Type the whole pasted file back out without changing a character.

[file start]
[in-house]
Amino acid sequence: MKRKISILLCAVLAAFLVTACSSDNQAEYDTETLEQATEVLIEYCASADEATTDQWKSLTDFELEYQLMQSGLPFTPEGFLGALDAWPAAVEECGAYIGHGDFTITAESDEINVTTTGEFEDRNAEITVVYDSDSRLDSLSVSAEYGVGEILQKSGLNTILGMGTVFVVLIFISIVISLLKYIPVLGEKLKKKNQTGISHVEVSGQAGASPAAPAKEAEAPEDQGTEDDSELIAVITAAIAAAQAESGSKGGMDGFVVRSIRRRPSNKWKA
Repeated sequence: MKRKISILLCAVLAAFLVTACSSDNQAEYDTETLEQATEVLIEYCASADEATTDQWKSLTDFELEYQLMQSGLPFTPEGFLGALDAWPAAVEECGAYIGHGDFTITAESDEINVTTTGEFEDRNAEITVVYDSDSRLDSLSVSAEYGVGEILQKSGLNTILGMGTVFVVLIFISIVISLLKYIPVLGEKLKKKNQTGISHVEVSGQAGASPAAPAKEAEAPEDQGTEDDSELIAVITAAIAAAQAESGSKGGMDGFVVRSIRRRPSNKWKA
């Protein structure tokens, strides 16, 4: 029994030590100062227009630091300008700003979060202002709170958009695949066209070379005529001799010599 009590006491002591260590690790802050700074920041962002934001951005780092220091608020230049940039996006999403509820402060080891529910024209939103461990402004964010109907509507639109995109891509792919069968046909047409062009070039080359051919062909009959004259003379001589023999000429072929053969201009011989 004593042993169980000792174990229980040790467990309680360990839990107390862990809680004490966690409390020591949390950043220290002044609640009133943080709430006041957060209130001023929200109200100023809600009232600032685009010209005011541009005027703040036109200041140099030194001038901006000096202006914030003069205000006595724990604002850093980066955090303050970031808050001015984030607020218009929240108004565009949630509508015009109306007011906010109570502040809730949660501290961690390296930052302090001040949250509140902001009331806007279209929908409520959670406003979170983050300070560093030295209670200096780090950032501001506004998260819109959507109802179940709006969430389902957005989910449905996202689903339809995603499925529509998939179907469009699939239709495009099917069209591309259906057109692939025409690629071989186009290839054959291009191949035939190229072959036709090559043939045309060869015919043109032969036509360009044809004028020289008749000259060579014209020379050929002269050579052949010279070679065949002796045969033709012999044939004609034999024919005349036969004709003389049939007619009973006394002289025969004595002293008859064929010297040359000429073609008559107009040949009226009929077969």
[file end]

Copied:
[in-house]
Amino acid sequence: MKRKISILLCAVLAAFLVTACSSDNQAEYDTETLEQATEVLIEYCASADEATTDQWKSLTDFELEYQLMQSGLPFTPEGFLGALDAWPAAVEECGAYIGHGDFTITAESDEINVTTTGEFEDRNAEITVVYDSDSRLDSLSVSAEYGVGEILQKSGLNTILGMGTVFVVLIFISIVISLLKYIPVLGEKLKKKNQTGISHVEVSGQAGASPAAPAKEAEAPEDQGTEDDSELIAVITAAIAAAQAESGSKGGMDGFVVRSIRRRPSNKWKA
Repeated sequence: MKRKISILLCAVLAAFLVTACSSDNQAEYDTETLEQATEVLIEYCASADEATTDQWKSLTDFELEYQLMQSGLPFTPEGFLGALDAWPAAVEECGAYIGHGDFTITAESDEINVTTTGEFEDRNAEITVVYDSDSRLDSLSVSAEYGVGEILQKSGLNTILGMGTVFVVLIFISIVISLLKYIPVLGEKLKKKNQTGISHVEVSGQAGASPAAPAKEAEAPEDQGTEDDSELIAVITAAIAAAQAESGSKGGMDGFVVRSIRRRPSNKWKA
């Protein structure tokens, strides 16, 4: 029994030590100062227009630091300008700003979060202002709170958009695949066209070379005529001799010599 009590006491002591260590690790802050700074920041962002934001951005780092220091608020230049940039996006999403509820402060080891529910024209939103461990402004964010109907509507639109995109891509792919069968046909047409062009070039080359051919062909009959004259003379001589023999000429072929053969201009011989 004593042993169980000792174990229980040790467990309680360990839990107390862990809680004490966690409390020591949390950043220290002044609640009133943080709430006041957060209130001023929200109200100023809600009232600032685009010209005011541009005027703040036109200041140099030194001038901006000096202006914030003069205000006595724990604002850093980066955090303050970031808050001015984030607020218009929240108004565009949630509508015009109306007011906010109570502040809730949660501290961690390296930052302090001040949250509140902001009331806007279209929908409520959670406003979170983050300070560093030295209670200096780090950032501001506004998260819109959507109802179940709006969430389902957005989910449905996202689903339809995603499925529509998939179907469009699939239709495009099917069209591309259906057109692939025409690629071989186009290839054959291009191949035939190229072959036709090559043939045309060869015919043109032969036509360009044809004028020289008749000259060579014209020379050929002269050579052949010279070679065949002796045969033709012999044939004609034999024919005349036969004709003389049939007619009973006394002289025969004595002293008859064929010297040359000429073609008559107009040949009226009929077969």